Many high-end collectibles now fall within the category of an alternative asset class. The same money that could be invested in stocks and bonds is ending up high-end collectibles. Not all collectibles are created equal, but even the nation’s largest banks and financial institutions are continuing to notice alternative assets within the wide field of collectibles.
Bank of America has published its study of younger investors turning to alternative investments in NFTs and other cultural collectibles to help their long-term wealth strategies. According to BofA’s private bank study, some 75% of young investors (21-42) believe that it is impossible to achieve above-average returns solely with the traditional investments into stocks and bonds. That said, the BofA study also points out that half of parents do not believe their children are prepared to handle family money and they are waiting until their late-20s to start the conversation about wealth transfers.
A significant issue now is that some $84 trillion is expected to pass down from baby boomers to Gen X and millennials through the year 2045. Conversely, only 32% of investors over age 43 believe it is not possible to achieve above-average returns investing in just stocks and bonds. Image source BofA.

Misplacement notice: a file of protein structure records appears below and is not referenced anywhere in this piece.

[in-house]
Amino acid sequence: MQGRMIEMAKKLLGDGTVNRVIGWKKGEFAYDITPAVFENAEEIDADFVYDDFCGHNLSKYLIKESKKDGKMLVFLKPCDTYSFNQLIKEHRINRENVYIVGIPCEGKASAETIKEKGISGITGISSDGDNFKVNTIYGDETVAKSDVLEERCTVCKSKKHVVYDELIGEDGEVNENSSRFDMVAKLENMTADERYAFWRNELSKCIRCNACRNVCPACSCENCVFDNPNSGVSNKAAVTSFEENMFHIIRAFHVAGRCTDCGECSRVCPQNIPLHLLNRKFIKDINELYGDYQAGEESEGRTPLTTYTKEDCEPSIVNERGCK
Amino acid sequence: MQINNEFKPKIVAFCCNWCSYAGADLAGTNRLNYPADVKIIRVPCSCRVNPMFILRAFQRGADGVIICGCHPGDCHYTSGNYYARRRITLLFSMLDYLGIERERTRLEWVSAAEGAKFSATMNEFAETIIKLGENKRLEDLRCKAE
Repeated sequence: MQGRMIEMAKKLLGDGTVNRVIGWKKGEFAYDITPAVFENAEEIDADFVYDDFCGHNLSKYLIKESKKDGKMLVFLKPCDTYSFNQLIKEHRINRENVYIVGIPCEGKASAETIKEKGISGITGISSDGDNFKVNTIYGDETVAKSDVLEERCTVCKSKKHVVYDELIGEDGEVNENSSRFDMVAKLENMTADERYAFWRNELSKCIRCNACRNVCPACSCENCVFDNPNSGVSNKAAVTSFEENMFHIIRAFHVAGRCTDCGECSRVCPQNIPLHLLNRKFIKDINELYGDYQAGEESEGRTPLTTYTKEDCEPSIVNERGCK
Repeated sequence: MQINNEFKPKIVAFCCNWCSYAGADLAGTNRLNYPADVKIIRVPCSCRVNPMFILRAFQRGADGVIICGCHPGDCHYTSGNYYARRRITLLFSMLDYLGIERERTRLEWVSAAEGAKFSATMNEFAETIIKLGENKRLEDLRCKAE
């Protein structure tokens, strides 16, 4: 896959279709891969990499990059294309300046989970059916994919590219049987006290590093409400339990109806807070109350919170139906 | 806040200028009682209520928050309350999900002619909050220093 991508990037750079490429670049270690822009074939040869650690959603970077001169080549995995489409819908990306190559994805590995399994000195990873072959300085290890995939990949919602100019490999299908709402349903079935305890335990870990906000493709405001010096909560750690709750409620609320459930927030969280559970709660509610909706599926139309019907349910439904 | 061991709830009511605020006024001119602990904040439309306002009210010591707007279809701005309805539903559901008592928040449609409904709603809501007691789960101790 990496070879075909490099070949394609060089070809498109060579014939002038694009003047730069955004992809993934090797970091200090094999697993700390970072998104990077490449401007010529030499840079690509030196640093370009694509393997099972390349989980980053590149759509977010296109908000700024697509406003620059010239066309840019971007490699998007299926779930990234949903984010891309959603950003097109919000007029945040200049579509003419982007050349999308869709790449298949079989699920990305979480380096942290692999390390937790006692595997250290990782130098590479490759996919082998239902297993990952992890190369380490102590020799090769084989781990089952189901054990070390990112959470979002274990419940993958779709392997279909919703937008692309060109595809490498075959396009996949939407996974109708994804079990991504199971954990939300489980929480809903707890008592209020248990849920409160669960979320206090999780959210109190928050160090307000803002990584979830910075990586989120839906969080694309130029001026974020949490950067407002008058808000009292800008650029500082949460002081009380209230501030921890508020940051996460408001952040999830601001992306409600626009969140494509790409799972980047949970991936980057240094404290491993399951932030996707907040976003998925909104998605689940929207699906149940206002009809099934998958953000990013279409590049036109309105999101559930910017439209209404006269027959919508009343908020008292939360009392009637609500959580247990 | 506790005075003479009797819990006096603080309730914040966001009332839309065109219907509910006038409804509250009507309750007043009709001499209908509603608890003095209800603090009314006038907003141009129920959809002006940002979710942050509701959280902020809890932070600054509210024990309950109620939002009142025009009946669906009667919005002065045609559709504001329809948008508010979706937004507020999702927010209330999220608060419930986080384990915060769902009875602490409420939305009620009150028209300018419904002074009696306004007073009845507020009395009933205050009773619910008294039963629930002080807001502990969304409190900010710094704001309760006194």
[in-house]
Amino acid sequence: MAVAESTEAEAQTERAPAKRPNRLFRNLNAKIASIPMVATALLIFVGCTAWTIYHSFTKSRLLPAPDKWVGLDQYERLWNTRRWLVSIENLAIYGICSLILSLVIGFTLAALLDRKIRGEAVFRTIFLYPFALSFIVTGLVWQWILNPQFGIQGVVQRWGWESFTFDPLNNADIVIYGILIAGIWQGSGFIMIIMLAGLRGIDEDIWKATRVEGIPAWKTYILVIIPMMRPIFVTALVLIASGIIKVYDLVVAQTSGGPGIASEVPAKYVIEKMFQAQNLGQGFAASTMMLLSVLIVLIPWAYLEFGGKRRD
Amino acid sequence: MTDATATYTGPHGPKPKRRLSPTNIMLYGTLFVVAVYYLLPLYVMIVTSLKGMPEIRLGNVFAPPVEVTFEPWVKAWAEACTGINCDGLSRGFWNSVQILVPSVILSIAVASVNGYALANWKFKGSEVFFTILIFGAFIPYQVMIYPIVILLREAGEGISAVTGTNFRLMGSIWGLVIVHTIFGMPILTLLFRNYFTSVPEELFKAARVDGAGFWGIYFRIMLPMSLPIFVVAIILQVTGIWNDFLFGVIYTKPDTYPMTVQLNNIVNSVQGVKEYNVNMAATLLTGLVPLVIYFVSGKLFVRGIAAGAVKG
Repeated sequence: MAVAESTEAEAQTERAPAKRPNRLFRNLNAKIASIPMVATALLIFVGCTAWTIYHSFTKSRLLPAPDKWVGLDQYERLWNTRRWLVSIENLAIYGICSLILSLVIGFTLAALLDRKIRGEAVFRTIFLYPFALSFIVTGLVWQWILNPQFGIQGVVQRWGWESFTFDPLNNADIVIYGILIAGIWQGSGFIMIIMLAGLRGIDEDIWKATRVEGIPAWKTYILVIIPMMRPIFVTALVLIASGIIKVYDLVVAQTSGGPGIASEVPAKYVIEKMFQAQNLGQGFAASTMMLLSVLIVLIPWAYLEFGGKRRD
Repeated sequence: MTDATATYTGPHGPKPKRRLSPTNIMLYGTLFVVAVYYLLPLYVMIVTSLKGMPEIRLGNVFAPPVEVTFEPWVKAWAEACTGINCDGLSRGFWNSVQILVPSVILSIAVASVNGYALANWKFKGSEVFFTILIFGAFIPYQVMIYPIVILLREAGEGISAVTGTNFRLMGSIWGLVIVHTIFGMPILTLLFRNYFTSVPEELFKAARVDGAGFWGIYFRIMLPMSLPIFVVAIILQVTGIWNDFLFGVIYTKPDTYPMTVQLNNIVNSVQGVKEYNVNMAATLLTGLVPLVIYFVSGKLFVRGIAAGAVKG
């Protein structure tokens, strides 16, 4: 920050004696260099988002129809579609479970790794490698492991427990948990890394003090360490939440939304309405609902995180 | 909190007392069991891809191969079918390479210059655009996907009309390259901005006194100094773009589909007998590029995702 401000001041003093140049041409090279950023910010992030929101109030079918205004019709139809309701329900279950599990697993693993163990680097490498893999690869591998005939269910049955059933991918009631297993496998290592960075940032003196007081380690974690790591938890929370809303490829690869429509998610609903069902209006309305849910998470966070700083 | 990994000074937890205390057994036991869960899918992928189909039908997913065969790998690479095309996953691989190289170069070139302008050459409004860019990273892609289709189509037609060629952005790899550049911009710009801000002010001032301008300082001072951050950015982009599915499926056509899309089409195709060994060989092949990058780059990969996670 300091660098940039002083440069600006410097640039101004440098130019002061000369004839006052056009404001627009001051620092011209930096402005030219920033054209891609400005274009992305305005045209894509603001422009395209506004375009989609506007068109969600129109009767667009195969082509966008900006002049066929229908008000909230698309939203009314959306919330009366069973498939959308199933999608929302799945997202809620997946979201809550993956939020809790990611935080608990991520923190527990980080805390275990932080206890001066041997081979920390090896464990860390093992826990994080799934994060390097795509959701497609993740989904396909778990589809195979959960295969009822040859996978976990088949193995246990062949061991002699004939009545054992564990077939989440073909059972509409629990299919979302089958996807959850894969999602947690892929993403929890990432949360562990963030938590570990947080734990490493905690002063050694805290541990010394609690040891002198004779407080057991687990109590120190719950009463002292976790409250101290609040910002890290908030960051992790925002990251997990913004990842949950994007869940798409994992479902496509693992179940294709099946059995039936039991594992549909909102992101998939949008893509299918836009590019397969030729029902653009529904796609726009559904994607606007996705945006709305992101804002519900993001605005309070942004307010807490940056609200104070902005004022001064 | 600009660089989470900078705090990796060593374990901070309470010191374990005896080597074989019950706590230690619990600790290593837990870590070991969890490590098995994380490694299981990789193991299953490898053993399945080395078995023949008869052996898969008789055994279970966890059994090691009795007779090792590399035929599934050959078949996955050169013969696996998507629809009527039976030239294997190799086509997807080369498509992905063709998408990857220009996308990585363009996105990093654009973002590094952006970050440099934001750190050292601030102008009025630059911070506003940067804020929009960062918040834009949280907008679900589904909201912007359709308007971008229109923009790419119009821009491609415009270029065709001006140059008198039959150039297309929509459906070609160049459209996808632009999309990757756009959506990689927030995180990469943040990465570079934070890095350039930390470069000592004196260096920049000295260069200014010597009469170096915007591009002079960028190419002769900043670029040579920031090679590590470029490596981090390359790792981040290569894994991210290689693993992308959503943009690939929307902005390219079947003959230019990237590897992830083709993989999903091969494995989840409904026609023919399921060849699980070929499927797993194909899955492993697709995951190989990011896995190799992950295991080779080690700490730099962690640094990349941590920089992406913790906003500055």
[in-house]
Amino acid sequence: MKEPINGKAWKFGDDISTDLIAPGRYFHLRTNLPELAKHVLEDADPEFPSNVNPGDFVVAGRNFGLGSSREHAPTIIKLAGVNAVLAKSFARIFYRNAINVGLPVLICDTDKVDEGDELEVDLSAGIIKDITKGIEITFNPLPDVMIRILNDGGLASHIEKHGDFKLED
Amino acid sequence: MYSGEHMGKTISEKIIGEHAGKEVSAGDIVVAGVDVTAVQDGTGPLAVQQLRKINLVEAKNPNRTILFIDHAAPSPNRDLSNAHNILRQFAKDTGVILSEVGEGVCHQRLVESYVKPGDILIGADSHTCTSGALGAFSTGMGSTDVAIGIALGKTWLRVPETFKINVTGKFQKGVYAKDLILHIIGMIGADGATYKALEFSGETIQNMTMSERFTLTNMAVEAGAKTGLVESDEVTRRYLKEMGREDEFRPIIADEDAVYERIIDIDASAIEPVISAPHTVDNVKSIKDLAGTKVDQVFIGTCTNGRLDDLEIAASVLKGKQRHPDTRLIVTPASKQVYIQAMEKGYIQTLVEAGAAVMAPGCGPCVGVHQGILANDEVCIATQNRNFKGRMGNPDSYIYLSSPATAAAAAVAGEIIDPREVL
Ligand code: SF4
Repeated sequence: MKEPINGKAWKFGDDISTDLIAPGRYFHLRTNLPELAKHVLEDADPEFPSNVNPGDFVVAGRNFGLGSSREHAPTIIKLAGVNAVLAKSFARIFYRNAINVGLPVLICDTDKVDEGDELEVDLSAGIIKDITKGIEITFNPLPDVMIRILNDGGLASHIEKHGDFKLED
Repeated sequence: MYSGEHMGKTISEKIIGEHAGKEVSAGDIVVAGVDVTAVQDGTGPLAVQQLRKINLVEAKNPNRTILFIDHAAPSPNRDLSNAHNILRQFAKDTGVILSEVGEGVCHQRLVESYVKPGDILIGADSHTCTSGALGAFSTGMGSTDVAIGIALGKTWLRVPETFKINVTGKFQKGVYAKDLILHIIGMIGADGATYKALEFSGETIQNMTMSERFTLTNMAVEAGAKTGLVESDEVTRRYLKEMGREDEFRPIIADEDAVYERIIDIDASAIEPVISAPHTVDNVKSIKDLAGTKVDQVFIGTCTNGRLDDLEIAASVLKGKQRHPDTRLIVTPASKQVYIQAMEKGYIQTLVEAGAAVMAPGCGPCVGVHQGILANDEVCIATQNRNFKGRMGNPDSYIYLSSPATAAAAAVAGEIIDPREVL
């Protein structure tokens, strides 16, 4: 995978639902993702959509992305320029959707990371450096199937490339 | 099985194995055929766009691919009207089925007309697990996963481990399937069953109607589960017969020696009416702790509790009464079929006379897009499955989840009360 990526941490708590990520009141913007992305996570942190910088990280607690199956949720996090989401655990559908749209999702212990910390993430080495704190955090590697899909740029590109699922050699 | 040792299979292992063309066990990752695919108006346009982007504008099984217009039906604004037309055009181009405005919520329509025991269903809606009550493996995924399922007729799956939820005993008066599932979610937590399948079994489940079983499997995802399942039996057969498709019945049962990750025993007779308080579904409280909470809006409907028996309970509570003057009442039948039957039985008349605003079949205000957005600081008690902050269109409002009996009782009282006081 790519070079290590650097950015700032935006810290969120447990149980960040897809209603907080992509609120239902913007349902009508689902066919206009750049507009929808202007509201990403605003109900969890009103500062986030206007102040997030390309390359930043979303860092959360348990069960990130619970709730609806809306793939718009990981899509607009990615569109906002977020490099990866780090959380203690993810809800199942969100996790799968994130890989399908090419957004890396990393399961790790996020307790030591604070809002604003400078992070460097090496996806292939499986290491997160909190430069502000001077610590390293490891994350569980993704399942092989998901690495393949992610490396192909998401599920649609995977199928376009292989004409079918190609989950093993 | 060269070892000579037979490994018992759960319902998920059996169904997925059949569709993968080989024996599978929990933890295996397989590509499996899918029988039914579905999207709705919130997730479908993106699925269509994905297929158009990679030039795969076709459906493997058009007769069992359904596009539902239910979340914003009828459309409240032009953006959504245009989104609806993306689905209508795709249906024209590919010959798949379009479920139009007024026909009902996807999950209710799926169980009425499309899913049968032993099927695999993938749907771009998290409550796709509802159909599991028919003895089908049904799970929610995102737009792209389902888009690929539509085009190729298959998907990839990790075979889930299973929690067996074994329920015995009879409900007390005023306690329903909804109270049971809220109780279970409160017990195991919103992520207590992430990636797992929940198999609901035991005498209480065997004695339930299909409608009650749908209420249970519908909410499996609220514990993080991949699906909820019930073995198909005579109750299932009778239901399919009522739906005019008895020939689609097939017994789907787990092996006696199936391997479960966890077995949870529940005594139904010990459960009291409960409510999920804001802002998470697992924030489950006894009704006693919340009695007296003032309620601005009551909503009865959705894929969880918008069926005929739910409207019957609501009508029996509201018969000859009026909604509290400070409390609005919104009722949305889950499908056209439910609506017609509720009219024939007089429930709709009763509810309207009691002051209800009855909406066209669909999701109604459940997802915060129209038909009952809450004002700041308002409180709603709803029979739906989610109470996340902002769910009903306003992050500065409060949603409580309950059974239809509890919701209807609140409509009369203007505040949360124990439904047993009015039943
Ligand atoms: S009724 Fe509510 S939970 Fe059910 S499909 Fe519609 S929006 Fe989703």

BofA’s study also shows that 80% of young investors (21-42) are looking to alternative investments like private equity, commodities, real estate, and other tangible assets. The study shows that the younger investors are allocating 3-times more of their investment portfolios to alternative strategies (16%) and half as much to stocks (25%) than older investors (5% and 55%, respectively). Among investors 43 and older, this group maintains that U.S. equities offer the best opportunity for growth in the future.
It is probably without surprise that younger investors are more focused on sustainability. The BofA study showed:
Ownership of sustainable investments have doubled since 2018, from 12% to 26% of wealthy people. Nearly three-quarters (73%) of millennials compared to 21% of older respondents use sustainable investments, which 72% of all survey respondents agree can make a positive impact in the world.
The study further points out that art is its own alternative asset class. While 63% of art owners collect for the aesthetic value, only about 9% plan to sell art quickly for profit. These are some of the dynamics pointed out directly as a dynamic market:
- 60% of art collectors have purchased a piece in the past 12 months.
- 58% plan to sell a valuable work in the next 12 months.
More detailed results from the BofA Private Bank study showed that art isn’t just for the young as 8 in 10 wealthy people have said they are likely to buy a valuable work of art — and roughly half are doing it for the investment opportunity. That said, only 12% of respondents agreed that valuable art is “a sign of my wealth and success.”